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K(V)10.1 opposes activity-dependent increase in Ca2+ influx into the presynaptic terminal of the parallel fibre-Purkinje cell synapse.

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Sakaba,  T.
Research Group of Biophysics of Synaptic Transmission, MPI for biophysical chemistry, Max Planck Society;

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Citation

Mortense, L. S., Schmidt, H., Farsi, Z., Barrantes-Freer, A., Rubio, M. E., Ufartes, R., et al. (2015). K(V)10.1 opposes activity-dependent increase in Ca2+ influx into the presynaptic terminal of the parallel fibre-Purkinje cell synapse. Journal of Physiology, 593(1), 181-196. doi:10.1113/jphysiol.2014.281600.


Cite as: http://hdl.handle.net/11858/00-001M-0000-0024-BA11-9
Abstract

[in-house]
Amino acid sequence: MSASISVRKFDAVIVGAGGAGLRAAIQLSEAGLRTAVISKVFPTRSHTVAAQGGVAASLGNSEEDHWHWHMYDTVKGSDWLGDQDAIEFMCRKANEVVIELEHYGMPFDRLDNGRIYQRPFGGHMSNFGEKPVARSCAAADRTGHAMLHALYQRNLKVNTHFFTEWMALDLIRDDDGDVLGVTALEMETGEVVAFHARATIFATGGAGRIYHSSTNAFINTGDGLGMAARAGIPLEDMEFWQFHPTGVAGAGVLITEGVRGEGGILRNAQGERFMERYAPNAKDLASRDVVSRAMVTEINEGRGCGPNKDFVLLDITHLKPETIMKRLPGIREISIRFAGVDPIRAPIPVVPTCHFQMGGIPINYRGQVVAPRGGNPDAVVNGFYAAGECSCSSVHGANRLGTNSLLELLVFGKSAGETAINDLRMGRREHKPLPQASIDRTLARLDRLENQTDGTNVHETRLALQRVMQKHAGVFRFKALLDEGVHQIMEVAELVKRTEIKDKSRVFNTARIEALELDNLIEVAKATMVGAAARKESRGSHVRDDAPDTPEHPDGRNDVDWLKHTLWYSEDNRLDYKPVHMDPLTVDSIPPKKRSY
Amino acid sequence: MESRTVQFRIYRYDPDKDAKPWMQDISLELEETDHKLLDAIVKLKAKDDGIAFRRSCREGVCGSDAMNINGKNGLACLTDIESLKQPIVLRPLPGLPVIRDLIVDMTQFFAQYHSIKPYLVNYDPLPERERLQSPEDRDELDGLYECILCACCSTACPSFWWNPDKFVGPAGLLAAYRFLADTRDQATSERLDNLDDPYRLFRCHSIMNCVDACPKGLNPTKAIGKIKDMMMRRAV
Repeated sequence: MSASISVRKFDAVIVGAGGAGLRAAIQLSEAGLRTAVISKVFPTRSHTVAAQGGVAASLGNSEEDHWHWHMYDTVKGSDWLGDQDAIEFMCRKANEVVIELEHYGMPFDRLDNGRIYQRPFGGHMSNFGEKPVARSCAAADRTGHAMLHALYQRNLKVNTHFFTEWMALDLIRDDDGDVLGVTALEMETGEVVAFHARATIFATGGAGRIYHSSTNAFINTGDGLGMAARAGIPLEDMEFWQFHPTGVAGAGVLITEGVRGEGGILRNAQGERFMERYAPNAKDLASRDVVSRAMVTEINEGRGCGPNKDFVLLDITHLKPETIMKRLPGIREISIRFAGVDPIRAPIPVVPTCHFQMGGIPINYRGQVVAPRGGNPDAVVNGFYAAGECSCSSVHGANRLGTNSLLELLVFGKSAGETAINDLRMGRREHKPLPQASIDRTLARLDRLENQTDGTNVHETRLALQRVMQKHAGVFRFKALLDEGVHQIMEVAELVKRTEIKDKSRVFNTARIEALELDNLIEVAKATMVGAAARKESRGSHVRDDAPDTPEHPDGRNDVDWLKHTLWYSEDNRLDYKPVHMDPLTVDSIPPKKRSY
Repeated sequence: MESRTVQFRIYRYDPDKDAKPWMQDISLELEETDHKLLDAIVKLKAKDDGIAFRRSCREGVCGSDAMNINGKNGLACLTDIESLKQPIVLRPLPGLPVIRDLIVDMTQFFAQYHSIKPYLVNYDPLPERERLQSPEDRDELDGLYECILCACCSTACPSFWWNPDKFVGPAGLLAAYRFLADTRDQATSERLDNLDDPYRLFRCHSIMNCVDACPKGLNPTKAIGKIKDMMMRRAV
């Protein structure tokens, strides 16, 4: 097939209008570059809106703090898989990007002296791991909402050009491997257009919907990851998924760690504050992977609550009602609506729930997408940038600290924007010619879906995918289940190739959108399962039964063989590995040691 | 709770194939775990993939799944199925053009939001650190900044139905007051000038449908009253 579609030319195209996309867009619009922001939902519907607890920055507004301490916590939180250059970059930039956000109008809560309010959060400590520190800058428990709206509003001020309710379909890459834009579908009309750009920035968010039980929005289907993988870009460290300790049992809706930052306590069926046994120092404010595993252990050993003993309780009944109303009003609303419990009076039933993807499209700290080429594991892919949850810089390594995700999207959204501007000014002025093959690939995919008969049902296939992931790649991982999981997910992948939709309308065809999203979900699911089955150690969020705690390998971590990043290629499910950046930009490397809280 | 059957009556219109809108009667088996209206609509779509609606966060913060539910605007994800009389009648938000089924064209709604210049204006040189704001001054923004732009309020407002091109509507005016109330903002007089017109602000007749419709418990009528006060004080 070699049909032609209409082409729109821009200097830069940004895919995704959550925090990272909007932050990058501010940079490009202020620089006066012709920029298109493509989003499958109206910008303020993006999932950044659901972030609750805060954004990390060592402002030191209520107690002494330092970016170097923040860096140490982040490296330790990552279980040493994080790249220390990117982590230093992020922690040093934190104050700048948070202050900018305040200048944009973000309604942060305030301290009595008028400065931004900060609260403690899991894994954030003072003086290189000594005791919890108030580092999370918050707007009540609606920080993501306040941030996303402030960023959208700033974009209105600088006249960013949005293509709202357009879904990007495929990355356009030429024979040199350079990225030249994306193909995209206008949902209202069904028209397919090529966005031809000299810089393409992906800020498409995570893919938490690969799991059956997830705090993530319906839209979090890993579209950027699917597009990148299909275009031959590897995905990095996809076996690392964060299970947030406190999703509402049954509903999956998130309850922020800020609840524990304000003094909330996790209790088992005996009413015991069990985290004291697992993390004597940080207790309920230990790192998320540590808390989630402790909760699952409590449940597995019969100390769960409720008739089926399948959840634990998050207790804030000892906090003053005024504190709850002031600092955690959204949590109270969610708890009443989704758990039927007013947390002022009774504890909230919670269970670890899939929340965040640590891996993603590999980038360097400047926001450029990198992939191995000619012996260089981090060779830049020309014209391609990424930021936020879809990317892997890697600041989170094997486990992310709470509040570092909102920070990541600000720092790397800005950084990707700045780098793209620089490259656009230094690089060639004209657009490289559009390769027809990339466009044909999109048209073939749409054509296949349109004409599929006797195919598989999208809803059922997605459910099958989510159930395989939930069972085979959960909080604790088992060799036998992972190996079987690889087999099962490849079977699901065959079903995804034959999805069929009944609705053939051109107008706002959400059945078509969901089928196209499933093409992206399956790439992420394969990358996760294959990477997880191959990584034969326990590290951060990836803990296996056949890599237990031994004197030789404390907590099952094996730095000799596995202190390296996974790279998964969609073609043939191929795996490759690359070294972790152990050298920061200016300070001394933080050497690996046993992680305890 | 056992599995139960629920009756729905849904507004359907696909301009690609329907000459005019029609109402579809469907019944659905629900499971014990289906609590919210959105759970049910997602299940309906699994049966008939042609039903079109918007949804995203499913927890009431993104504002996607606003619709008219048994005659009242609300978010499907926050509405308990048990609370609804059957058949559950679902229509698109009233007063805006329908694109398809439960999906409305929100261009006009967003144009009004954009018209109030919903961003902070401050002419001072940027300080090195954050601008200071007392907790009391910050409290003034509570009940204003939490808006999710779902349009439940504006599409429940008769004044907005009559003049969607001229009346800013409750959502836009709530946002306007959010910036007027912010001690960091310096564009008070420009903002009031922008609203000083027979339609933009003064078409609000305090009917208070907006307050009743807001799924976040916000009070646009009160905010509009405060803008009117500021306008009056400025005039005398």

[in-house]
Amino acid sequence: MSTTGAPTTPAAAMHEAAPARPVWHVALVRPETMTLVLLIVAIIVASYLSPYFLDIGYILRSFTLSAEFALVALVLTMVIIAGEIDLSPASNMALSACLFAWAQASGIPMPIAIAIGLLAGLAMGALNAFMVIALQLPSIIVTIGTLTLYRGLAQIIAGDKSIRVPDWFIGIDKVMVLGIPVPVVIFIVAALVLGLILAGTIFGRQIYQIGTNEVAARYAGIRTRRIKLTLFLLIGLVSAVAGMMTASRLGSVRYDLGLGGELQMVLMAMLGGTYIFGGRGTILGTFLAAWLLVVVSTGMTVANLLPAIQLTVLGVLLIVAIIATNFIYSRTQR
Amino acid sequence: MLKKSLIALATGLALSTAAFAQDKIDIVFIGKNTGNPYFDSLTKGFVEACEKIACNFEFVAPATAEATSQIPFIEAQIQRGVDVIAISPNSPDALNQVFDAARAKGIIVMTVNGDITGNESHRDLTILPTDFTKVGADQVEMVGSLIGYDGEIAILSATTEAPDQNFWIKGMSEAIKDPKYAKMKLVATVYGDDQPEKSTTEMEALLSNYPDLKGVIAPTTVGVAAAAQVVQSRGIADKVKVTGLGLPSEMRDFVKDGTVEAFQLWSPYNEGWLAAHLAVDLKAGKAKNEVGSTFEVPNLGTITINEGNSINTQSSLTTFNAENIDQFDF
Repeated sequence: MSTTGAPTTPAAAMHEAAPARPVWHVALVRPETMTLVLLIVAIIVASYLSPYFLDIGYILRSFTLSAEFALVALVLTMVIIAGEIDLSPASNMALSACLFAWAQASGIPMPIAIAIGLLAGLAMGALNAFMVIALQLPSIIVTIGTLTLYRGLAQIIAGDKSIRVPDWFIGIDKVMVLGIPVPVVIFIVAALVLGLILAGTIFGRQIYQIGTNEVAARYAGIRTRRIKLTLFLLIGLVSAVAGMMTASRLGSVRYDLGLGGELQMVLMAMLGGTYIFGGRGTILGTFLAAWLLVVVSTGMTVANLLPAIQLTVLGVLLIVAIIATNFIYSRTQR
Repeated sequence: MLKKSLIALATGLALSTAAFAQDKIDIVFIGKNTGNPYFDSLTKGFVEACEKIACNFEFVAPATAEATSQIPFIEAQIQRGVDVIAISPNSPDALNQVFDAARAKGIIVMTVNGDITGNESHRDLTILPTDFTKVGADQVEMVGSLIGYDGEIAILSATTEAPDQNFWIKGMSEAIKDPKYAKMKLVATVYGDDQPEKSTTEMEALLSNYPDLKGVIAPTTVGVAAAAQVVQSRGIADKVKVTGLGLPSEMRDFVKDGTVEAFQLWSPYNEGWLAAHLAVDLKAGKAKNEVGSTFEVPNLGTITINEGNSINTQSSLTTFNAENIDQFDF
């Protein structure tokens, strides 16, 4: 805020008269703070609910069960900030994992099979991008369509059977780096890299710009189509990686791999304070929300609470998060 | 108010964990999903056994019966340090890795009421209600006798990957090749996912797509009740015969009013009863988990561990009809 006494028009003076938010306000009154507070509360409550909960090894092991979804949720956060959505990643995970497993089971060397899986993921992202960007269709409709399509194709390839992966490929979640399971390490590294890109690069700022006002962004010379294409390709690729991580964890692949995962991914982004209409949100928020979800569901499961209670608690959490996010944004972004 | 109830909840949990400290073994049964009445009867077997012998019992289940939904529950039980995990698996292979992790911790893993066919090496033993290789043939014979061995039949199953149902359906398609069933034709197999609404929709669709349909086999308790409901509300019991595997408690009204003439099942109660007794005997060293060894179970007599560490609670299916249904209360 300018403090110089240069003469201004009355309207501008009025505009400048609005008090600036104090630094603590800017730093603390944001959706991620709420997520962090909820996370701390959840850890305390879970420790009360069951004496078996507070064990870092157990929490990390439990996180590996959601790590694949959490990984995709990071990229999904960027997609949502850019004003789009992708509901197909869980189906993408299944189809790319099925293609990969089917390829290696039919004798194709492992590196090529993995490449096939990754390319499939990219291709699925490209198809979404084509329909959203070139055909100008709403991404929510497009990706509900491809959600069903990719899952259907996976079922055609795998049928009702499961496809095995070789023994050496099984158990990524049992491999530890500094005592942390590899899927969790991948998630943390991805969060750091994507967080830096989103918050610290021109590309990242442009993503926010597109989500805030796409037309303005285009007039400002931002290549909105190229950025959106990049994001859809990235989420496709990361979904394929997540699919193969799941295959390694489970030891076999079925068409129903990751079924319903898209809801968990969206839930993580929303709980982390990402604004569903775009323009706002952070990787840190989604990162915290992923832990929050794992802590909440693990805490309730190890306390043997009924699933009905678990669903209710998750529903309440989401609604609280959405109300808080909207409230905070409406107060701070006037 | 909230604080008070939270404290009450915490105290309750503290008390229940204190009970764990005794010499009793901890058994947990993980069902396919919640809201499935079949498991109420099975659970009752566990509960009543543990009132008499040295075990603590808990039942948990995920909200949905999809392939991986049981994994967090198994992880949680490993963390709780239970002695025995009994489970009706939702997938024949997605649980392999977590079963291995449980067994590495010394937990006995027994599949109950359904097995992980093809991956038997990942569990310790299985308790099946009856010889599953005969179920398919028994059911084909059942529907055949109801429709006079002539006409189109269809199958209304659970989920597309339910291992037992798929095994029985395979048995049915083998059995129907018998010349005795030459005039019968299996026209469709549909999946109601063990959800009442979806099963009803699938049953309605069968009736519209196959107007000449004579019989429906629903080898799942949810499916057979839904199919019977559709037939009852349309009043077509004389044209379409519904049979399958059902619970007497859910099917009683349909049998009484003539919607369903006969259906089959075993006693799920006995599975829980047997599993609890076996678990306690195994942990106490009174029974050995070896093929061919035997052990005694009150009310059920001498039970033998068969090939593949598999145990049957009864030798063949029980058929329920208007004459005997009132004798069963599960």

The voltage-gated potassium channel K(V)10.1 (Eag1) is widely expressed in the mammalian brain, but its physiological function is not yet understood. Previous studies revealed highest expression levels in hippocampus and cerebellum and suggested a synaptic localization of the channel. The distinct activation kinetics of K(V)10.1 indicate a role during repetitive activity of the cell. Here, we confirm the synaptic localization of K(V)10.1 both biochemically and functionally and that the channel is sufficiently fast at physiological temperature to take part in repolarization of the action potential (AP). We studied the role of the channel in cerebellar physiology using patch clamp and two-photon Ca2+ imaging in K(V)10.1-deficient and wild-type mice. The excitability and action potential waveform recorded at granule cell somata was unchanged, while Ca2+ influx into axonal boutons was enhanced in mutants in response to stimulation with three APs, but not after a single AP. Furthermore, mutants exhibited a frequency-dependent increase in facilitation at the parallel fibre-Purkinje cell synapse at high firing rates. We propose that K(V)10.1 acts as a modulator of local AP shape specifically during high-frequency burst firing when other potassium channels suffer cumulative inactivation.